Journeying under the sea.

By the late 1980s, it seems that the studio Mickey Mouse built had reached a crossroads. The Walt Disney animation legacy was in danger of being shuttered forever after a series of critical and commercial flops, while simultaneously undergoing an upheaval in its animation department as the revered “Nine Old Men” retired and were gradually…

Censorship and a Streetcar: Part Two

Note: you can find the first part of this entry here. Joseph Breen’s second caveat in adapting Streetcar revolved around the character of Blanche, whose more sexually predatory side could not be fully explicated on the screen per Production Code regulations. The faded Southern belle’s lack of sexual satisfaction in her marriage and her guilt over Allan’s suicide…

Censorship and a Streetcar: Part One.

We’ve previously touched on issues of censorship here at True Classics, but our next two entries this week will take a more in-depth look at the Hays Code, particularly in regards to the struggle to adapt the controversial source material of A Streetcar Named Desire for the big screen. By 1950, Hollywood had reached an impasse.  For nearly twenty…

Most everyone’s mad here. I’m not all there myself.

One of my favorite stories of all time is the tale of Alice and her journey down the rabbit hole. I’ve read the Lewis Carroll Alice books (1865’s Alice’s Adventures in Wonderland and the 1871 sequel, Through the Looking-Glass, and What Alice Found There) more times than I can remember over the years, and every…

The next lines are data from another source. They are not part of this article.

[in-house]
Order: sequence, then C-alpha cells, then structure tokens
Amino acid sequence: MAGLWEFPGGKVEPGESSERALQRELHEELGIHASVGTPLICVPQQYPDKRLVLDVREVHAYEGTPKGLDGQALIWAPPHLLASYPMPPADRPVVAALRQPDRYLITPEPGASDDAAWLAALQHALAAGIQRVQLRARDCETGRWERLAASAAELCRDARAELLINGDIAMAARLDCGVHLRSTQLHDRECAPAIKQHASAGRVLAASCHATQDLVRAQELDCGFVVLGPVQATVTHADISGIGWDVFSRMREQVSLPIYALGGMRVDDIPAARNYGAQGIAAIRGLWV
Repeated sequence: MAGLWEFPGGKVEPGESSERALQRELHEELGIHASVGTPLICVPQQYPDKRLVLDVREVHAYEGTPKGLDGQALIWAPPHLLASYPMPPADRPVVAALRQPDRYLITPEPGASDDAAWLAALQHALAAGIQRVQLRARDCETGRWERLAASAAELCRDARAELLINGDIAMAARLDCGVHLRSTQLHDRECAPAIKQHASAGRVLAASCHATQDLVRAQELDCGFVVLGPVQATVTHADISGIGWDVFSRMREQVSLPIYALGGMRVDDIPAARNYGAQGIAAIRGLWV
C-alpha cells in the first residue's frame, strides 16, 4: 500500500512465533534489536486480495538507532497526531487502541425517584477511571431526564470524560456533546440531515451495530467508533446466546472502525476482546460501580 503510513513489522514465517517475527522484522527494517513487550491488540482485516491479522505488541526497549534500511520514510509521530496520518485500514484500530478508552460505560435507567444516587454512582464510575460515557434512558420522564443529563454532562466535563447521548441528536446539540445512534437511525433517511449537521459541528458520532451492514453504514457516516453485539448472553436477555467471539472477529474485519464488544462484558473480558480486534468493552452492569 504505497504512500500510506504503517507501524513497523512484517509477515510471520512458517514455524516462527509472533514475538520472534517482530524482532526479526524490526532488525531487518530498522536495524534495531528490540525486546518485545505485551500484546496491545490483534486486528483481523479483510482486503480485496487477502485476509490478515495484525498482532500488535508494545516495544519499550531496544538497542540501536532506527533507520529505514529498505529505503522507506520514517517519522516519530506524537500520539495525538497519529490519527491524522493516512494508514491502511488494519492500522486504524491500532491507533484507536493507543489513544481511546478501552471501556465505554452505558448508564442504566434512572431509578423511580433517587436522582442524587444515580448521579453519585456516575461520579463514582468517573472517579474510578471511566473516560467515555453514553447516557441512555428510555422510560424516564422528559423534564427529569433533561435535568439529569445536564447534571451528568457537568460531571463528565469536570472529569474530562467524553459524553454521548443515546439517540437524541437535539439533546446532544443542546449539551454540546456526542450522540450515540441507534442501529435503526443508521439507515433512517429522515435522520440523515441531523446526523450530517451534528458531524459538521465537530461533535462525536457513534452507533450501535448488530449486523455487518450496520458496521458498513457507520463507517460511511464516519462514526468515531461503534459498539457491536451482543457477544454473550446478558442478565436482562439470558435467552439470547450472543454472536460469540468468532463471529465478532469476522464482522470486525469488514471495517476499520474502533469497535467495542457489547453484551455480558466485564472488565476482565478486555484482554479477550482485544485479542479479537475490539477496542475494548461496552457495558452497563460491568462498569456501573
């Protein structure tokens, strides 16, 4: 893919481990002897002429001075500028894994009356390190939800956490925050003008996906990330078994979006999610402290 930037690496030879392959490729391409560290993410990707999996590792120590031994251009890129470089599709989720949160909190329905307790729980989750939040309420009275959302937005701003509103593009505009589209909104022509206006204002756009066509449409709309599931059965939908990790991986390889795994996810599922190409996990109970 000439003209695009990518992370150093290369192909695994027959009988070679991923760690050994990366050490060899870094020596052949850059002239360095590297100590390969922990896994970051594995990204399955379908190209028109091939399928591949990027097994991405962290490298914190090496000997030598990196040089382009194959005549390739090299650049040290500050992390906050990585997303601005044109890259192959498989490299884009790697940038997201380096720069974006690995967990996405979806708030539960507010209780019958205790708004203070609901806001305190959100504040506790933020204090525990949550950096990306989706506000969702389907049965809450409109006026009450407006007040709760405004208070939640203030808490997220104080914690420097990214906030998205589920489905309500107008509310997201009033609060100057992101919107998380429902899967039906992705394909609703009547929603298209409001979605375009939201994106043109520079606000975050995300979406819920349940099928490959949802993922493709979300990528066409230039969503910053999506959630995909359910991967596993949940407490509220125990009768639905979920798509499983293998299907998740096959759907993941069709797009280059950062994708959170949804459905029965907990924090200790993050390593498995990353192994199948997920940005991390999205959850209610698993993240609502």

Alligators have the right idea. They eat their young.

I’ve heard the 1945 film noir Mildred Pierce called “anti-feminist” by some critics. This in itself is not surprising–the noir genre is notoriously woman-unfriendly, populated mainly by harridans, manipulative shrews, and sly seductresses, all depicted with broad, stereotypical strokes by a cadre of male directors. But the title character of Mildred Pierce is much more…

Criss-cross.

The much-parodied and endlessly dissected Strangers on a Train (1951) marks a return to form for director Alfred Hitchcock. His four previous films over the four previous years–The Paradine Case, Rope, Under Capricorn, and Stage Fright, each more lackluster than the last–had not met with quite the same success and acclaim as some of his…